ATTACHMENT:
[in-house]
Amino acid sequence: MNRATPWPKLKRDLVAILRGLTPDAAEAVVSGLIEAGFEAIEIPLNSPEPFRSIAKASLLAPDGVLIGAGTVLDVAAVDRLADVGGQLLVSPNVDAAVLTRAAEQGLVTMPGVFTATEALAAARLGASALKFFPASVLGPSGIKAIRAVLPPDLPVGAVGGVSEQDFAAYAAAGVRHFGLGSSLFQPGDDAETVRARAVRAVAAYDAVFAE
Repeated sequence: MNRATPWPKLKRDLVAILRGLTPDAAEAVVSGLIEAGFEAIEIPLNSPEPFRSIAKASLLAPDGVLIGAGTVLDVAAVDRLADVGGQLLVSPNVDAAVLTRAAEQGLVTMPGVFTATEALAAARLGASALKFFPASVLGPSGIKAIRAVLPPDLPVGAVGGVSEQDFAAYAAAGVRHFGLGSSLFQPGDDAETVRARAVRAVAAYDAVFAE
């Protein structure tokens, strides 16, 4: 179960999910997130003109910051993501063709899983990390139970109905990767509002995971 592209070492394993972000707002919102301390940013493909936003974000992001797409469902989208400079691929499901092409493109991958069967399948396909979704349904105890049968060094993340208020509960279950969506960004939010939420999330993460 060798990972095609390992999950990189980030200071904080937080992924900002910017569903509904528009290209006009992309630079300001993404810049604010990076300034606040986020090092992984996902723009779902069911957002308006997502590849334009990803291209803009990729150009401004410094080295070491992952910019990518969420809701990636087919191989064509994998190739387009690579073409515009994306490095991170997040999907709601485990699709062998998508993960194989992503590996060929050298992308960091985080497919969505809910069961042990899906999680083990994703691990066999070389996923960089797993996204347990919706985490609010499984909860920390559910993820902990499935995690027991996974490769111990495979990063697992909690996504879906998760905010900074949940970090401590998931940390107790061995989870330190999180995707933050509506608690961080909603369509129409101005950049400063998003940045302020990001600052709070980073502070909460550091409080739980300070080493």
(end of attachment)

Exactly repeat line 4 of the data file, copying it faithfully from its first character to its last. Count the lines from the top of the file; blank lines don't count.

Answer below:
């Protein structure tokens, strides 16, 4: 179960999910997130003109910051993501063709899983990390139970109905990767509002995971 592209070492394993972000707002919102301390940013493909936003974000992001797409469902989208400079691929499901092409493109991958069967399948396909979704349904105890049968060094993340208020509960279950969506960004939010939420999330993460 060798990972095609390992999950990189980030200071904080937080992924900002910017569903509904528009290209006009992309630079300001993404810049604010990076300034606040986020090092992984996902723009779902069911957002308006997502590849334009990803291209803009990729150009401004410094080295070491992952910019990518969420809701990636087919191989064509994998190739387009690579073409515009994306490095991170997040999907709601485990699709062998998508993960194989992503590996060929050298992308960091985080497919969505809910069961042990899906999680083990994703691990066999070389996923960089797993996204347990919706985490609010499984909860920390559910993820902990499935995690027991996974490769111990495979990063697992909690996504879906998760905010900074949940970090401590998931940390107790061995989870330190999180995707933050509506608690961080909603369509129409101005950049400063998003940045302020990001600052709070980073502070909460550091409080739980300070080493």